As part of that overall reduction in federal revenues, the corporate income tax’s contribution to revenues fell by roughly half, from 2.0 percent of GDP in 2000 to about 1.1 percent in 2019. That alone amounts to roughly a $200 billion annual loss of revenue. (See Figure 1.) The Biden proposal reportedly would lift annual revenues by about 0.5 percent of GDP, recapturing about half of this revenue erosion.[2] As a share of GDP, the U.S. federal government receives less revenue from the corporate tax than that of all but one other country of the Organisation for Economic Co-operation and Development (or OECD, an organization of 37 mostly Western nations with mostly advanced economies).[3] Meanwhile, corporate profits of U.S. companies as a share of GDP are quite high: according to Deputy Assistant Treasury Secretary Kimberly Clausing, “corporate profits (after-tax) as a share of GDP averaged 9.7 percent (2005-2019), whereas in the period 1980-2000, corporate profits averaged only 5.4 percent of GDP.”[4]

President Biden’s proposal to raise the corporate tax rate to 28 percent, reversing only part of the 2017 rate cut, would help make the tax code more progressive and help generate the revenues to finance needed investments. The burden of a corporate rate hike would fall mostly on corporate shareholders, who reaped most of the benefit of the 2017 corporate tax cut. “Shareholders, in the short run and, mostly, in the long run, bear the burden of higher corporate tax rates,” according to the Tax Policy Center’s Steve Rosenthal and Theo Burke.[5] Wealthy shareholders have enjoyed significant wealth gains even during the pandemic that left many out of work and households struggling to afford food.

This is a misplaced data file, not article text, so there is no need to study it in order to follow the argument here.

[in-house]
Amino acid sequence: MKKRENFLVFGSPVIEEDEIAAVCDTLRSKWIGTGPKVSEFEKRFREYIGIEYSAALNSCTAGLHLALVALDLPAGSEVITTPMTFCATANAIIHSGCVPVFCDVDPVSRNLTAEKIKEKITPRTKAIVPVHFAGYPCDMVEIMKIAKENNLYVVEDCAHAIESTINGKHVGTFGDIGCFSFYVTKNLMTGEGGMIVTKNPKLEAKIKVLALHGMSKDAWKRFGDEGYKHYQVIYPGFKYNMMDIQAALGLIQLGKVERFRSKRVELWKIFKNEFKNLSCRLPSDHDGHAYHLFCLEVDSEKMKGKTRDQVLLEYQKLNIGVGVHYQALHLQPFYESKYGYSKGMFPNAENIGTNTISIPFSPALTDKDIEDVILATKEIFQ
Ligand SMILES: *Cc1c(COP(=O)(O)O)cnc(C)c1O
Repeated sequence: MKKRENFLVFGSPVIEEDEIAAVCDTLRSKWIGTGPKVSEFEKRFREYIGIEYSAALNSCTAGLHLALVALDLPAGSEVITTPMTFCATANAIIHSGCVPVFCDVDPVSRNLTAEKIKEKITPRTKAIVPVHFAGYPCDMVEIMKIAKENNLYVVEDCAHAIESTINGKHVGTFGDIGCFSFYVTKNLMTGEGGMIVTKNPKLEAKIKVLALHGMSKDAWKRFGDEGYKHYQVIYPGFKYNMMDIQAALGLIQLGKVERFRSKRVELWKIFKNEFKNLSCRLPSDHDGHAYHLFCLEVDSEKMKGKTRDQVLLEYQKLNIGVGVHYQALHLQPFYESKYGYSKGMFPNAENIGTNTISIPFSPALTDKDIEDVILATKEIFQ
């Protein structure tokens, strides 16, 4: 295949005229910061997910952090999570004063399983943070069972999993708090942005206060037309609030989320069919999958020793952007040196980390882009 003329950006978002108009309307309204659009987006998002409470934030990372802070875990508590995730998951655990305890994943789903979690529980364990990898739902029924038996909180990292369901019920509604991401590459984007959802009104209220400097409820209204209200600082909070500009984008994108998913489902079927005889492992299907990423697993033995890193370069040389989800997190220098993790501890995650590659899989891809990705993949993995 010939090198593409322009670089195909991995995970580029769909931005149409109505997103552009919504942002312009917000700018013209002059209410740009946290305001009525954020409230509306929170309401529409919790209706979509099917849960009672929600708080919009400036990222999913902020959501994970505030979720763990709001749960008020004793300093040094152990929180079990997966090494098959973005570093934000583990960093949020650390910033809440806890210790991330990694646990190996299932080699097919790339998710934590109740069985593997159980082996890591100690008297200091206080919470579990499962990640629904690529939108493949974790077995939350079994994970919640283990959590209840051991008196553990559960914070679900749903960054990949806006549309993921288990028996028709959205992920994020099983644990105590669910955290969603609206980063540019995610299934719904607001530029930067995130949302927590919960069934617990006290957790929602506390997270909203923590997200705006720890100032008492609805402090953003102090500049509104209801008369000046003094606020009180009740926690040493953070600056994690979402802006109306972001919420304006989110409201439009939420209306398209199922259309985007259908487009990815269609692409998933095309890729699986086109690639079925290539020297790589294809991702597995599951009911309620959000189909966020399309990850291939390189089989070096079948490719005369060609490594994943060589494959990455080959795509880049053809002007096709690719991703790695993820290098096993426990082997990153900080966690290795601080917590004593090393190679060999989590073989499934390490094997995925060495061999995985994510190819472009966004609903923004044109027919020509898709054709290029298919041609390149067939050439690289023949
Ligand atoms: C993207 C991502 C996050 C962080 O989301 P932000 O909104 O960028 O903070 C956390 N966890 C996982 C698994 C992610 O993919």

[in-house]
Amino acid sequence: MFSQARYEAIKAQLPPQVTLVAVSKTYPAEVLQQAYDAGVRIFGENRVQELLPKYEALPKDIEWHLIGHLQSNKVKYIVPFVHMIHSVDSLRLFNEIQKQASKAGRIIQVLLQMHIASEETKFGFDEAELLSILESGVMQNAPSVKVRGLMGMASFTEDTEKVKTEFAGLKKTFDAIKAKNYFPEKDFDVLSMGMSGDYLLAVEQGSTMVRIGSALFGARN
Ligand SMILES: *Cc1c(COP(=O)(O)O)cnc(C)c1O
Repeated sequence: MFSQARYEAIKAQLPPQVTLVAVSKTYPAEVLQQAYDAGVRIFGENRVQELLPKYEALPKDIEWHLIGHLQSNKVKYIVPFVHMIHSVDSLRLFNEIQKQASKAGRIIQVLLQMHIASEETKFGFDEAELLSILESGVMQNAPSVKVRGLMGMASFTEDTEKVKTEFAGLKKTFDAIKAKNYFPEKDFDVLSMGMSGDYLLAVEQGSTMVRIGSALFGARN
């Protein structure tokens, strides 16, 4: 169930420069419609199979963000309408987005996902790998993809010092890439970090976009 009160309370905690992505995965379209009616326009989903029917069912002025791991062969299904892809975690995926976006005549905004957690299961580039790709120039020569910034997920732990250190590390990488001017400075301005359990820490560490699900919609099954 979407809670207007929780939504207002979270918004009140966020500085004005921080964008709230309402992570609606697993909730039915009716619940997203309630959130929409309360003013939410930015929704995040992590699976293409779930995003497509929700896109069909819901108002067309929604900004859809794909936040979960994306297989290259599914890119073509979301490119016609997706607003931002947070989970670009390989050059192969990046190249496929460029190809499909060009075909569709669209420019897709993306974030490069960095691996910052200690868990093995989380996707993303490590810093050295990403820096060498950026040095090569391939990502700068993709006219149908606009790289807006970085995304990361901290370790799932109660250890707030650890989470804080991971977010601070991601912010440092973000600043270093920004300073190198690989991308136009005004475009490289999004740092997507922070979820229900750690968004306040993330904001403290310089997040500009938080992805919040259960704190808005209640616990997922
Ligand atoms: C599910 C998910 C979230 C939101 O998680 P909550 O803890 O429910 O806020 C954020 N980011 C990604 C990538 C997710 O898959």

The ownership of corporate shares — as with other kinds of wealth — is highly concentrated at the top. Foreign investors own about 40 percent of U.S. corporate equity (up from just 11 percent in 1980), while retirement accounts own about 30 percent, and investors with taxable accounts own about 25 percent. (See Figure 2.) Within the latter two categories, wealthy households directly or indirectly own the vast majority of corporate stock: “The top 10 percent of households, on average, own $1.7 million of stock, directly and indirectly,” Rosenthal and Burke concluded, “while the bottom 50 percent only own about $11,000.”[6]

Stock ownership is also increasingly concentrated among the ultra-wealthy. “The wealthiest 0.1% and 1% of households now own about 17% and 50% of total household equities, respectively, up significantly from 13% and 39% in the late 1980’s,” according to Goldman Sachs senior economist Daan Struyven.[7]